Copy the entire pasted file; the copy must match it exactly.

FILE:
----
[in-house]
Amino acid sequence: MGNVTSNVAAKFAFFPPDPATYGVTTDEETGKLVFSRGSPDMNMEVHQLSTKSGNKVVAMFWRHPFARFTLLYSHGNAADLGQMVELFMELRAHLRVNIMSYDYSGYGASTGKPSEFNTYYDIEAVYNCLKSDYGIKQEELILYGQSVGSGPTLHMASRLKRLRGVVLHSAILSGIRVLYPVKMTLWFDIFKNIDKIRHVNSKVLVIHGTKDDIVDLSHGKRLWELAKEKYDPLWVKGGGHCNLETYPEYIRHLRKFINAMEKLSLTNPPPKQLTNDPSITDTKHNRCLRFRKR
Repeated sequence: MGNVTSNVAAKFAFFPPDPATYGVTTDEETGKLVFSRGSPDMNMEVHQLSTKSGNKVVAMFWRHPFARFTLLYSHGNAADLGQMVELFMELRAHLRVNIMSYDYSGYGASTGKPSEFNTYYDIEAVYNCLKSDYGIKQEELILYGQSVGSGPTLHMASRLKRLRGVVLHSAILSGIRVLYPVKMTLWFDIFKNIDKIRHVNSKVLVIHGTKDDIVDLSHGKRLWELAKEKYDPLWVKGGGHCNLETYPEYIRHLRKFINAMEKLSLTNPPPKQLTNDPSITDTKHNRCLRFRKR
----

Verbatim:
[in-house]
Amino acid sequence: MGNVTSNVAAKFAFFPPDPATYGVTTDEETGKLVFSRGSPDMNMEVHQLSTKSGNKVVAMFWRHPFARFTLLYSHGNAADLGQMVELFMELRAHLRVNIMSYDYSGYGASTGKPSEFNTYYDIEAVYNCLKSDYGIKQEELILYGQSVGSGPTLHMASRLKRLRGVVLHSAILSGIRVLYPVKMTLWFDIFKNIDKIRHVNSKVLVIHGTKDDIVDLSHGKRLWELAKEKYDPLWVKGGGHCNLETYPEYIRHLRKFINAMEKLSLTNPPPKQLTNDPSITDTKHNRCLRFRKR
Repeated sequence: MGNVTSNVAAKFAFFPPDPATYGVTTDEETGKLVFSRGSPDMNMEVHQLSTKSGNKVVAMFWRHPFARFTLLYSHGNAADLGQMVELFMELRAHLRVNIMSYDYSGYGASTGKPSEFNTYYDIEAVYNCLKSDYGIKQEELILYGQSVGSGPTLHMASRLKRLRGVVLHSAILSGIRVLYPVKMTLWFDIFKNIDKIRHVNSKVLVIHGTKDDIVDLSHGKRLWELAKEKYDPLWVKGGGHCNLETYPEYIRHLRKFINAMEKLSLTNPPPKQLTNDPSITDTKHNRCLRFRKR